For this dataset, the first two lines describe bound eigenstates with occupation numbers and principal quantum numbers. Notice, that the three additional unbound states should have no f and n attributes. In this way, we know that only the first two bound states (with f and n attributes) should be used for constructing an initial guess for the wave functions.

Radial grids

There can be one or more definitions of radial grids.


<radial_grid eq="r=d*i" d="0.1" istart="0" iend="9" id="g1">
    0.0 0.1 0.2 0.3 0.4 0.5 0.6 0.7 0.8 0.9
    0.1 0.1 0.1 0.1 0.1 0.1 0.1 0.1 0.1 0.1

This defines one radial grid as \(r_i = di\) where \(i\) runs from 0 to 9. Inside the <radial_grid> element we have the 10 values of \(r_i\) followed by the 10 values of the derivatives \(dr_i/di\).

All functions (densities, potentials, …) that use this grid are given as 10 numbers defining the radial part of the function. The radial part of the function must be multiplied by a spherical harmonics: \(f_{\ell m}(\mathbf{r}) = f_\ell(r) Y_{\ell m}(\theta, \phi)\).

Each radial grid has a unique id:

<radial_grid eq="r=d*i" d="0.01" istart="0" iend="99" id="lin">
<radial_grid eq="r=a*exp(d*i)" a="1.056e-4" d="0.05" istart="0" iend="249" id="log">

and each numerical function must refer to one of these ids:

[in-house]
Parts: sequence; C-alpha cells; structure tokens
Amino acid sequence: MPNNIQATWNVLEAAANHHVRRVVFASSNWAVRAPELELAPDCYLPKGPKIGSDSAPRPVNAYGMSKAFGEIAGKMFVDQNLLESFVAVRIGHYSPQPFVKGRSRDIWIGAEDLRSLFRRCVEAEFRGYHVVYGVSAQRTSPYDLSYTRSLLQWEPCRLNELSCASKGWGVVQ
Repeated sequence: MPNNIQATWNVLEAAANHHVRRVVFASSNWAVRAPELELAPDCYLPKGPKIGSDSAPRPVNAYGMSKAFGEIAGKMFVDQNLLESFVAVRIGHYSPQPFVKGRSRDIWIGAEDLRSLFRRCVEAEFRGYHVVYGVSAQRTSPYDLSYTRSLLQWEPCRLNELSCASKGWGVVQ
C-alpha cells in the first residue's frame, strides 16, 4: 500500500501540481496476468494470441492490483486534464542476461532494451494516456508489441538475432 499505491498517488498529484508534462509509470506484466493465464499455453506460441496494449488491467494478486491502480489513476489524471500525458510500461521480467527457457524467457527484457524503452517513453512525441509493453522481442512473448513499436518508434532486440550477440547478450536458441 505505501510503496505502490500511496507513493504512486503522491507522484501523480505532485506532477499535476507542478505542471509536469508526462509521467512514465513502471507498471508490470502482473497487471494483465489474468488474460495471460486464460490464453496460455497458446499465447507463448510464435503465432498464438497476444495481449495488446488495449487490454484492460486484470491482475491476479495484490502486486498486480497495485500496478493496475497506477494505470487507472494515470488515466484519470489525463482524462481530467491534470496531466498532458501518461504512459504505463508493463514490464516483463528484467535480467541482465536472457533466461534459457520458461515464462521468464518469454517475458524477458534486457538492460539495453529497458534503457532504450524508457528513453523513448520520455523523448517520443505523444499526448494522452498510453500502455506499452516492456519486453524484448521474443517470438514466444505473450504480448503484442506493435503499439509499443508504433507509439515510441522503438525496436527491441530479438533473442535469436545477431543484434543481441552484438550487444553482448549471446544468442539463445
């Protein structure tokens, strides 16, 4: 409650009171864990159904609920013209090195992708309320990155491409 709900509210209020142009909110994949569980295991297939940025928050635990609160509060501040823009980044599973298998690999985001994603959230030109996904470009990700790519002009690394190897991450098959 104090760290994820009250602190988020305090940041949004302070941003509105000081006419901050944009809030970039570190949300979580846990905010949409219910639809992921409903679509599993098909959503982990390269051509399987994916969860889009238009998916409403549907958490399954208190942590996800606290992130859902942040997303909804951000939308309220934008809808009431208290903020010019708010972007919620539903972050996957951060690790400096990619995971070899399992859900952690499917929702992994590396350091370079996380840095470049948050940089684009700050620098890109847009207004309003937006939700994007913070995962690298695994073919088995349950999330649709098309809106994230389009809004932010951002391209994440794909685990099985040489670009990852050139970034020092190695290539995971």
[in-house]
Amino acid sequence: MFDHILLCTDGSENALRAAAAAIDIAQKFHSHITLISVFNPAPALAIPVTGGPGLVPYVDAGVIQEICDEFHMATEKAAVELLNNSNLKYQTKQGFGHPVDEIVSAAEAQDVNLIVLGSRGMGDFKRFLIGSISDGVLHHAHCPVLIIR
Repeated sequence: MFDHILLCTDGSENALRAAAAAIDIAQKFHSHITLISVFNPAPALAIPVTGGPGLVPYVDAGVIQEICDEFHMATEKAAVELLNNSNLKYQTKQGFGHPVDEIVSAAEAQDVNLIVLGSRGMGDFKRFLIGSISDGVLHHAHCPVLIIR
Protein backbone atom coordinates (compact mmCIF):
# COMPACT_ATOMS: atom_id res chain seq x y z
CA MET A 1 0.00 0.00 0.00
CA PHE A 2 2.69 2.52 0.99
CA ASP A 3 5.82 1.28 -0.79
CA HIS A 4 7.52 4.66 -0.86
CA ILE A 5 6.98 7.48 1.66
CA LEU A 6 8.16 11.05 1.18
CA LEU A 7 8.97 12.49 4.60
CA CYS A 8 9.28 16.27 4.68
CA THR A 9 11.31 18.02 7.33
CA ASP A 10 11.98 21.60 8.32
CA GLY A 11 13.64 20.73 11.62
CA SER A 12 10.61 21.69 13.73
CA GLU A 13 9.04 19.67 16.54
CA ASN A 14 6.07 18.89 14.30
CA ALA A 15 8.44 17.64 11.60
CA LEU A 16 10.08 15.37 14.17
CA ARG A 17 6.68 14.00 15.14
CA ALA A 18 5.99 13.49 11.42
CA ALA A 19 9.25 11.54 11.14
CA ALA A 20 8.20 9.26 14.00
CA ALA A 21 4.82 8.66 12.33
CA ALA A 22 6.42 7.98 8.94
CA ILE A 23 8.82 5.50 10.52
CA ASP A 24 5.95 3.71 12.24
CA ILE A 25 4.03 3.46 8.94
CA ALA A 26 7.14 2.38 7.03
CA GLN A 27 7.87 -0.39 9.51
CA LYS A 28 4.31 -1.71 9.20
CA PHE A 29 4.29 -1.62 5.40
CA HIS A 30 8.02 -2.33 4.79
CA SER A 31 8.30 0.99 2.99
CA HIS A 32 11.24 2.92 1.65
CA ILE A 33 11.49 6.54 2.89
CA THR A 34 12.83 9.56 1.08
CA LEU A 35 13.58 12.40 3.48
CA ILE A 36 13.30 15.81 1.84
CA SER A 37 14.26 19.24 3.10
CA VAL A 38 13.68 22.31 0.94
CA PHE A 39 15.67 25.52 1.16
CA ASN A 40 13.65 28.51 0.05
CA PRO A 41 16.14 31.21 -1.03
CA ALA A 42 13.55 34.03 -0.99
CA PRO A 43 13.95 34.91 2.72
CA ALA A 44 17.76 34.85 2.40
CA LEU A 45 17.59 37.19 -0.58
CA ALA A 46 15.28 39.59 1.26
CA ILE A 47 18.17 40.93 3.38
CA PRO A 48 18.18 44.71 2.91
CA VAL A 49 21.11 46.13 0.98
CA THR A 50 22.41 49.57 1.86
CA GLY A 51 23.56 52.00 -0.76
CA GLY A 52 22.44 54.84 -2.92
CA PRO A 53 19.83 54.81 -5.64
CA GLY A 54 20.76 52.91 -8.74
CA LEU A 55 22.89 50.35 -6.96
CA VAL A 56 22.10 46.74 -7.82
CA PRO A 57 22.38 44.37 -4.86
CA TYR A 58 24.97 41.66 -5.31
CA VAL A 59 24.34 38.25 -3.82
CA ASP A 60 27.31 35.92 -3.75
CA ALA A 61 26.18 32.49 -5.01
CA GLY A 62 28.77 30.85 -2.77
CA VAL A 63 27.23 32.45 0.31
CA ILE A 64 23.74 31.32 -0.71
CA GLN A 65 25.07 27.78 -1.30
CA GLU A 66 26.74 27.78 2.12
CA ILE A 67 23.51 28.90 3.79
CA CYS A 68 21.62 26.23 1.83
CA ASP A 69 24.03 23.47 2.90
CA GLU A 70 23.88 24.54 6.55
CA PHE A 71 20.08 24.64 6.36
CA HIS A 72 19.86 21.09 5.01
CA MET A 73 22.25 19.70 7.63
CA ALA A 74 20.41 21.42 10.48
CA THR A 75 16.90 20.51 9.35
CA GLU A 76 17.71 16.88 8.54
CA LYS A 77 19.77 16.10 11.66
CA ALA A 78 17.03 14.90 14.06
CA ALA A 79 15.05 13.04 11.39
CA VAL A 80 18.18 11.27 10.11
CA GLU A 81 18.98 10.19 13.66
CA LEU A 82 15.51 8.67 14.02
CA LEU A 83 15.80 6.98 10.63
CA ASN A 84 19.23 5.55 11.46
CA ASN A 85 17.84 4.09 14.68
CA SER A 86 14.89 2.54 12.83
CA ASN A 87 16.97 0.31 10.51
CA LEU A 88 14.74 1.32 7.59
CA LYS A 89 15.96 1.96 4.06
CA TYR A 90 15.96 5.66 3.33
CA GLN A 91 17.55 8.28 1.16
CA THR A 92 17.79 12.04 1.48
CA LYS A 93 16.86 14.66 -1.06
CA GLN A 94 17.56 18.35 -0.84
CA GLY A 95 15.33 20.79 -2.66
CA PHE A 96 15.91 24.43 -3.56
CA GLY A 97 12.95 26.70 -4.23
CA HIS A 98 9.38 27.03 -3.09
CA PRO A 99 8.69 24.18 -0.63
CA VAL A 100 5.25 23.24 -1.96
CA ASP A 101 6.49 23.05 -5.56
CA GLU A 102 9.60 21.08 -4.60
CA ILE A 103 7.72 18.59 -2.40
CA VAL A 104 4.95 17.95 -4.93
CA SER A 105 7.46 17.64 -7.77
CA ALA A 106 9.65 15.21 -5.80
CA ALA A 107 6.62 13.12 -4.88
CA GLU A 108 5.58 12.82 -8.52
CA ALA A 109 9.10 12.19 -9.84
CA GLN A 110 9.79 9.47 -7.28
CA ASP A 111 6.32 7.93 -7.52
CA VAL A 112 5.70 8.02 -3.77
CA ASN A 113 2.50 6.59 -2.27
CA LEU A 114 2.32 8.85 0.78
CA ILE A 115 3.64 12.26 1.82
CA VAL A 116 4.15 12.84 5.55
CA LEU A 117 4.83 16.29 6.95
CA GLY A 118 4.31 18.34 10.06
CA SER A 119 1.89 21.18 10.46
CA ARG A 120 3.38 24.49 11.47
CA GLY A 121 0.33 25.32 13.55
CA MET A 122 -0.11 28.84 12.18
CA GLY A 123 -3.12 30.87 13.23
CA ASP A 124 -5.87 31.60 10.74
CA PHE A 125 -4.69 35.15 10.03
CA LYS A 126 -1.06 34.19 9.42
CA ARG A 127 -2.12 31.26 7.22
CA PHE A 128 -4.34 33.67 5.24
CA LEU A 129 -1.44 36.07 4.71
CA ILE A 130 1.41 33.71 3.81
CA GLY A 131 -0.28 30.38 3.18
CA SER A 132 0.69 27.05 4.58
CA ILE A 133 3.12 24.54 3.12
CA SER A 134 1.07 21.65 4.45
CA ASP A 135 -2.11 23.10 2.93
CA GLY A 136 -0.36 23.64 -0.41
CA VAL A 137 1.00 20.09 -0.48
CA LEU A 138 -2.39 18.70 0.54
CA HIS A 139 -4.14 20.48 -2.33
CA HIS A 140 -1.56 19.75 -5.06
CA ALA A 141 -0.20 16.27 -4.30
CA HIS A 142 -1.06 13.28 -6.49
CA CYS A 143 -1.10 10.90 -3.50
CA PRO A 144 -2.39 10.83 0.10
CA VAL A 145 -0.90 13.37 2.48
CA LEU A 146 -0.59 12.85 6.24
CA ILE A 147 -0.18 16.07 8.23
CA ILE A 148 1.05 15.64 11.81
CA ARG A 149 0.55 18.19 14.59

<function grid="lin">
  ... ... ...

In this example, the function element should contain 100 numbers (\(i = 0, ..., 99\)). Each number must be separated by a <newline> character or by one or more <tab>’s or <space>’s (no commas). For numbers with scientific notation, use this format: 1.23456e-5 or 1.23456E-5 and not 1.23456D-5.

A program can read the values for \(r_i\) and \(dr_i/di\) from the file or evaluate them from the eq and associated parameter attributes. There are currently six types of radial grids:






a and d


a and d


a and b


a and n


a and n

The istart and iend attributes indicating the range of \(i\) should always be present.

Although it is possible to define as radial grids as desired, it is recommended to minimize the number of grids in the dataset.

Shape function for the compensation charge

The general formulation of the compensation charge uses an expansion over the partial waves ij and the spherical harmonics:

\[\sum_{\ell m} C_{\ell m \ell_i m_i \ell_j m_j} \hat{Q}^{\ell}_{i j}(r) Y_{\ell m}(\theta, \phi),\]

where \(C_{\ell m \ell_i m_i \ell_j m_j}\) is a Gaunt coefficient.